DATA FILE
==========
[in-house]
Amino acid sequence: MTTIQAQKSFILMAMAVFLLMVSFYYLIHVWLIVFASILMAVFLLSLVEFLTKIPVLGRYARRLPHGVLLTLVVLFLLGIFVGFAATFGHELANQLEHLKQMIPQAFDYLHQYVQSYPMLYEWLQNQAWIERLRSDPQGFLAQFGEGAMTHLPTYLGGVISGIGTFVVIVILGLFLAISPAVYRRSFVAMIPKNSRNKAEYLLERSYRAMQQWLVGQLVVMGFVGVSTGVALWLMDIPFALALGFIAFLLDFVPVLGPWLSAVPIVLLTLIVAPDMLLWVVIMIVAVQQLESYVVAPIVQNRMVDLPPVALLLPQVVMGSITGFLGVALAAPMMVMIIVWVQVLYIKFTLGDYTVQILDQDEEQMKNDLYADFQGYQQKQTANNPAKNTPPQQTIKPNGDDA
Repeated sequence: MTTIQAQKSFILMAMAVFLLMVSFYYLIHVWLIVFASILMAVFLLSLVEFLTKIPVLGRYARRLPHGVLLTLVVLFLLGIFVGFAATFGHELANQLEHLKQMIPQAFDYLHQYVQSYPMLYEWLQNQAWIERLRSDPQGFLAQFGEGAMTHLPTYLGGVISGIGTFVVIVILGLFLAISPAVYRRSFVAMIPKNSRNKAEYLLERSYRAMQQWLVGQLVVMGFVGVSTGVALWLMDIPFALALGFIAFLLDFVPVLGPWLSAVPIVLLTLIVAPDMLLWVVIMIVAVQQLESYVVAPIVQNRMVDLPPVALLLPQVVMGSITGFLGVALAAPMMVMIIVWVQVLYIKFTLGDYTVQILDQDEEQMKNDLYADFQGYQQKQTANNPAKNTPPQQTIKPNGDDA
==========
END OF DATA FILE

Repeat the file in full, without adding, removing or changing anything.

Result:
[in-house]
Amino acid sequence: MTTIQAQKSFILMAMAVFLLMVSFYYLIHVWLIVFASILMAVFLLSLVEFLTKIPVLGRYARRLPHGVLLTLVVLFLLGIFVGFAATFGHELANQLEHLKQMIPQAFDYLHQYVQSYPMLYEWLQNQAWIERLRSDPQGFLAQFGEGAMTHLPTYLGGVISGIGTFVVIVILGLFLAISPAVYRRSFVAMIPKNSRNKAEYLLERSYRAMQQWLVGQLVVMGFVGVSTGVALWLMDIPFALALGFIAFLLDFVPVLGPWLSAVPIVLLTLIVAPDMLLWVVIMIVAVQQLESYVVAPIVQNRMVDLPPVALLLPQVVMGSITGFLGVALAAPMMVMIIVWVQVLYIKFTLGDYTVQILDQDEEQMKNDLYADFQGYQQKQTANNPAKNTPPQQTIKPNGDDA
Repeated sequence: MTTIQAQKSFILMAMAVFLLMVSFYYLIHVWLIVFASILMAVFLLSLVEFLTKIPVLGRYARRLPHGVLLTLVVLFLLGIFVGFAATFGHELANQLEHLKQMIPQAFDYLHQYVQSYPMLYEWLQNQAWIERLRSDPQGFLAQFGEGAMTHLPTYLGGVISGIGTFVVIVILGLFLAISPAVYRRSFVAMIPKNSRNKAEYLLERSYRAMQQWLVGQLVVMGFVGVSTGVALWLMDIPFALALGFIAFLLDFVPVLGPWLSAVPIVLLTLIVAPDMLLWVVIMIVAVQQLESYVVAPIVQNRMVDLPPVALLLPQVVMGSITGFLGVALAAPMMVMIIVWVQVLYIKFTLGDYTVQILDQDEEQMKNDLYADFQGYQQKQTANNPAKNTPPQQTIKPNGDDA